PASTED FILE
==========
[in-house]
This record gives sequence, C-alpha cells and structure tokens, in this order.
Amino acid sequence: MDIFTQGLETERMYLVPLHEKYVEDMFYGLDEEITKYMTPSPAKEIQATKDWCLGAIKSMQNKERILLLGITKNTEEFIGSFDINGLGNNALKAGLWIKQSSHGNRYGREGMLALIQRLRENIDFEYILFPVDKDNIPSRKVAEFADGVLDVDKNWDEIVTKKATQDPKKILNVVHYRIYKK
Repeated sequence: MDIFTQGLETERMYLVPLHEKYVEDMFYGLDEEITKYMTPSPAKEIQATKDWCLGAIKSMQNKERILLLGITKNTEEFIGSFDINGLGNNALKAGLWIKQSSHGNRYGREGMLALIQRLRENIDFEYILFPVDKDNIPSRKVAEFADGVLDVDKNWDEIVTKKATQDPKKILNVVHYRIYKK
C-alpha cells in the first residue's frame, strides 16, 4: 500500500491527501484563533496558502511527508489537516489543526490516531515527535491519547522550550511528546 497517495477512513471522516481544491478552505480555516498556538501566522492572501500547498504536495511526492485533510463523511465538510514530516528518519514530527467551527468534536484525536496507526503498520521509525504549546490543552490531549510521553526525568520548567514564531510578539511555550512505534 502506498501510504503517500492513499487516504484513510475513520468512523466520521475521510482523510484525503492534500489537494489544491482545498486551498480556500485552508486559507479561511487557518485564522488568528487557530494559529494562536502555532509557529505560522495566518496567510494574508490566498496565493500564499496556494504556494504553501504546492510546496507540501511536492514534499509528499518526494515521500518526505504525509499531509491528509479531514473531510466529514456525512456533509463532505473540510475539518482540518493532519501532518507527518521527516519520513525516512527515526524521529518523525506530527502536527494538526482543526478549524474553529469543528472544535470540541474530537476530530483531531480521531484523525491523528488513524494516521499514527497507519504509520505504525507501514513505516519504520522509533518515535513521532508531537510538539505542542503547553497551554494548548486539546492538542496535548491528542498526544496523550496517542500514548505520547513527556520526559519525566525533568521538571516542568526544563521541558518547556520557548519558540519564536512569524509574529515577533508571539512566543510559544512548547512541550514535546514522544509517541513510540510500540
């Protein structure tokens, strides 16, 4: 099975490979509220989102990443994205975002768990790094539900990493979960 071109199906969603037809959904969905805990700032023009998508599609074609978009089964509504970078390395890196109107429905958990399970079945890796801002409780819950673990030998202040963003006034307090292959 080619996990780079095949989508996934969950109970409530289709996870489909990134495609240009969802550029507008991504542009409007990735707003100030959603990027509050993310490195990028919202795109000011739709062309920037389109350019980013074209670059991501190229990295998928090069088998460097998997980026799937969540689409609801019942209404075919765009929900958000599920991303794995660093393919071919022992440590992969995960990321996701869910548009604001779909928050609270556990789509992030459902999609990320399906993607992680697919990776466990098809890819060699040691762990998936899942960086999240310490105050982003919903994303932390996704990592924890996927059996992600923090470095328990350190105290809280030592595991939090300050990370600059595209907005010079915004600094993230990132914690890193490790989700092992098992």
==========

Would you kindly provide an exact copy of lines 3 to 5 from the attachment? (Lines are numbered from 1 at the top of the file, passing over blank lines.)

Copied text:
Amino acid sequence: MDIFTQGLETERMYLVPLHEKYVEDMFYGLDEEITKYMTPSPAKEIQATKDWCLGAIKSMQNKERILLLGITKNTEEFIGSFDINGLGNNALKAGLWIKQSSHGNRYGREGMLALIQRLRENIDFEYILFPVDKDNIPSRKVAEFADGVLDVDKNWDEIVTKKATQDPKKILNVVHYRIYKK
Repeated sequence: MDIFTQGLETERMYLVPLHEKYVEDMFYGLDEEITKYMTPSPAKEIQATKDWCLGAIKSMQNKERILLLGITKNTEEFIGSFDINGLGNNALKAGLWIKQSSHGNRYGREGMLALIQRLRENIDFEYILFPVDKDNIPSRKVAEFADGVLDVDKNWDEIVTKKATQDPKKILNVVHYRIYKK
C-alpha cells in the first residue's frame, strides 16, 4: 500500500491527501484563533496558502511527508489537516489543526490516531515527535491519547522550550511528546 497517495477512513471522516481544491478552505480555516498556538501566522492572501500547498504536495511526492485533510463523511465538510514530516528518519514530527467551527468534536484525536496507526503498520521509525504549546490543552490531549510521553526525568520548567514564531510578539511555550512505534 502506498501510504503517500492513499487516504484513510475513520468512523466520521475521510482523510484525503492534500489537494489544491482545498486551498480556500485552508486559507479561511487557518485564522488568528487557530494559529494562536502555532509557529505560522495566518496567510494574508490566498496565493500564499496556494504556494504553501504546492510546496507540501511536492514534499509528499518526494515521500518526505504525509499531509491528509479531514473531510466529514456525512456533509463532505473540510475539518482540518493532519501532518507527518521527516519520513525516512527515526524521529518523525506530527502536527494538526482543526478549524474553529469543528472544535470540541474530537476530530483531531480521531484523525491523528488513524494516521499514527497507519504509520505504525507501514513505516519504520522509533518515535513521532508531537510538539505542542503547553497551554494548548486539546492538542496535548491528542498526544496523550496517542500514548505520547513527556520526559519525566525533568521538571516542568526544563521541558518547556520557548519558540519564536512569524509574529515577533508571539512566543510559544512548547512541550514535546514522544509517541513510540510500540